For the Sake of the Game

For the Sake of the Game edited by King & Klinger

December 30, 2018
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For the Sake of the Game
Stories Inspired by Sherlock Holmes Canon
Edited by Laurie R. King and Leslie S. Klinger
Pegasus Books  2018

 

Editors Laurie R. King and Leslie S. Klinger have assembled an anthology, For the Sake of the Game, including well-known writers from different genres whose works imitate the fictional tales of Sherlock Holmes.

They range from a song and graphic tales to just down-and-out detective mysteries.

However inspiring this idea may have been, few in the collection of more than a dozen stories capture the tension and suspense of the originals by Arthur Conan Doyle. There’s no doubt the selections are unique, but they still fail to reflect the magic or capture the creator’s literary formula and suspenseful depth of his Sherlock and sidekick Dr. Watson.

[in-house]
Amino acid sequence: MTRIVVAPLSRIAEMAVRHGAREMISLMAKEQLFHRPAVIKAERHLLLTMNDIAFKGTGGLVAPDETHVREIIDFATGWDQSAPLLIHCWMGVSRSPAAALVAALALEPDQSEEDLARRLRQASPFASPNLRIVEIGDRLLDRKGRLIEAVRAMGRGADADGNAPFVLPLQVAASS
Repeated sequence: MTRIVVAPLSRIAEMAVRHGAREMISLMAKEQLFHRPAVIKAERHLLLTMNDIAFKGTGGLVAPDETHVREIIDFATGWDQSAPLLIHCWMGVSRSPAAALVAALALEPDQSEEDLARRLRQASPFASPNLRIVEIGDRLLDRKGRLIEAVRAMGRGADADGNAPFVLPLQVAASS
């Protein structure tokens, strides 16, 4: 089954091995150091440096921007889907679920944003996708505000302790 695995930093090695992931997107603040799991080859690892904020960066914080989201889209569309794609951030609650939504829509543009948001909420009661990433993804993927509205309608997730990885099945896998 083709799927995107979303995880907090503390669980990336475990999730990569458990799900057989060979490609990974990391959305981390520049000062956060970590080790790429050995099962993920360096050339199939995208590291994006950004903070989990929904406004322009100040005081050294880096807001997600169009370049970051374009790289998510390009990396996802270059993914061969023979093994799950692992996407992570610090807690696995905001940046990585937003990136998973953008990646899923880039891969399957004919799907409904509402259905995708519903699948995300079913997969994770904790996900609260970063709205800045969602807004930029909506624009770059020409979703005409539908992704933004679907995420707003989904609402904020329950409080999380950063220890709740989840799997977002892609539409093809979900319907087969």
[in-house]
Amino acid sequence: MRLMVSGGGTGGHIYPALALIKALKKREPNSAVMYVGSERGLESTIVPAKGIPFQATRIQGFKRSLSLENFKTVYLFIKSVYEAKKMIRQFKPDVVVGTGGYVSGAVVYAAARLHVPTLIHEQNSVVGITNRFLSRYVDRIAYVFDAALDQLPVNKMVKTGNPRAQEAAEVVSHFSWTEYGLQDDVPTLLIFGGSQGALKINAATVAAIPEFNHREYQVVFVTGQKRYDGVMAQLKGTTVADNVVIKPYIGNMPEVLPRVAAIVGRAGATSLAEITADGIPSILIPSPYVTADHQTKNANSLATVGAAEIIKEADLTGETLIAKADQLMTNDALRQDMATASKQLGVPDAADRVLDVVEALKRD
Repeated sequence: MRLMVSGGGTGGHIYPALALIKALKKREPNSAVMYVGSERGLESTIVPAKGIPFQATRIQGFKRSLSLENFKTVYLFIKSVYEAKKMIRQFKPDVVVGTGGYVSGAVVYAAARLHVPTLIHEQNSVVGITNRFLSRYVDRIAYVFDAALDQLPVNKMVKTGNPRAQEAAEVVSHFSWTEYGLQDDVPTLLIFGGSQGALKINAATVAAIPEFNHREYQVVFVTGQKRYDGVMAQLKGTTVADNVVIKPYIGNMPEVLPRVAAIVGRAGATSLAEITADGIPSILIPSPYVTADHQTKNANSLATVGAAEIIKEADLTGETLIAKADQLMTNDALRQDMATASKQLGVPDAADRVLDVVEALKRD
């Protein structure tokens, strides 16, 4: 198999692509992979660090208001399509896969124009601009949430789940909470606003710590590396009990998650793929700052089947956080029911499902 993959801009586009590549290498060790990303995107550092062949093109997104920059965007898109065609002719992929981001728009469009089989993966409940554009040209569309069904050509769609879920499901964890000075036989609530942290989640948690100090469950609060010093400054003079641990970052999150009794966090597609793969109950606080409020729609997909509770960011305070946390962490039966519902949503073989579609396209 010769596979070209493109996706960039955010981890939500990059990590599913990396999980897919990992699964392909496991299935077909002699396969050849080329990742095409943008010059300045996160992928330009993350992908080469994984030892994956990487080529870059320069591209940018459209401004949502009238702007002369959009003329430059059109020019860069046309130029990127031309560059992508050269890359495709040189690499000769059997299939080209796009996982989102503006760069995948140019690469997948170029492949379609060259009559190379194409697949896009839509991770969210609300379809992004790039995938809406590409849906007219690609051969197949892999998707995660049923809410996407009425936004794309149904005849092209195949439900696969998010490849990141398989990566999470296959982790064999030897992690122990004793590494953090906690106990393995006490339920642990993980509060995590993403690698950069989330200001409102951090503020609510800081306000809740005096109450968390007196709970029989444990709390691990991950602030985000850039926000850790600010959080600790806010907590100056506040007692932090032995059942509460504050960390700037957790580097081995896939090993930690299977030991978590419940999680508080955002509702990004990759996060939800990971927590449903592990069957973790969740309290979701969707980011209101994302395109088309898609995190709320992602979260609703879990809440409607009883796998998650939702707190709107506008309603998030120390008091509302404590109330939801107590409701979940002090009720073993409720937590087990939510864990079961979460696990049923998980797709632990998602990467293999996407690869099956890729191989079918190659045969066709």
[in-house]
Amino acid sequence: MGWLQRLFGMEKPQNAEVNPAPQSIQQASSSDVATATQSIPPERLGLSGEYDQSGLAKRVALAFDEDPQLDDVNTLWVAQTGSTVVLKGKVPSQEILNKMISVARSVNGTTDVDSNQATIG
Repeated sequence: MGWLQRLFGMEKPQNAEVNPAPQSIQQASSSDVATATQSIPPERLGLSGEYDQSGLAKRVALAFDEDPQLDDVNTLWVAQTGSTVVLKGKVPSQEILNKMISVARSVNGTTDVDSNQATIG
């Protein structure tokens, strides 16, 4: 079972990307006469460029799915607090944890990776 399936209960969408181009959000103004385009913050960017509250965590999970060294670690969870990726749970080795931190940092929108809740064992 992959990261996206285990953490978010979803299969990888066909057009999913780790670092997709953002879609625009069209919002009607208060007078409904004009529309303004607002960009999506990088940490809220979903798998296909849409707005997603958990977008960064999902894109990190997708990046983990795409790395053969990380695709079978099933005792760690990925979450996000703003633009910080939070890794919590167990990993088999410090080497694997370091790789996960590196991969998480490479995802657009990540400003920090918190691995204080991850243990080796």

The stories, the editors say, were all influenced by the contributors’ appreciation and admiration of Doyle’s tales. Among them are the lighthearted “Dr. Watson’s Song” by Peter S. Beagle, in which Sherlock is a “ruddy genius” while Watson is often exasperated because he often fails to clue him in on case details. 

In “The Adventure of the Abu Qir Sapphire” by F. Paul Wilson, the story is told by a Sherlock who is now retired. He is intrigued because he had a previous encounter with a Madame de Medici, who cleverly disappeared years before and the case was never solved. “Walk-In,” written by Harley Jane Kozak, doesn’t include any of Doyle’s characters but is a stand-alone story set in Great Britain. Another selection features a young mortician who solves a murder based on all the Sherlock stories he’d read. Most clever is the graphic tale, “The Case of the Naked Butterfly,” by William Kotzwinkle and Joe Servello. 

…entertaining, and worthwhile, reading.

The differing array of the collection share a common connection to Sherlock Holmes and his ability to solve the most bizarre of crimes. That all makes for some entertaining, and worthwhile, reading.

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This post was written by Kate Padilla

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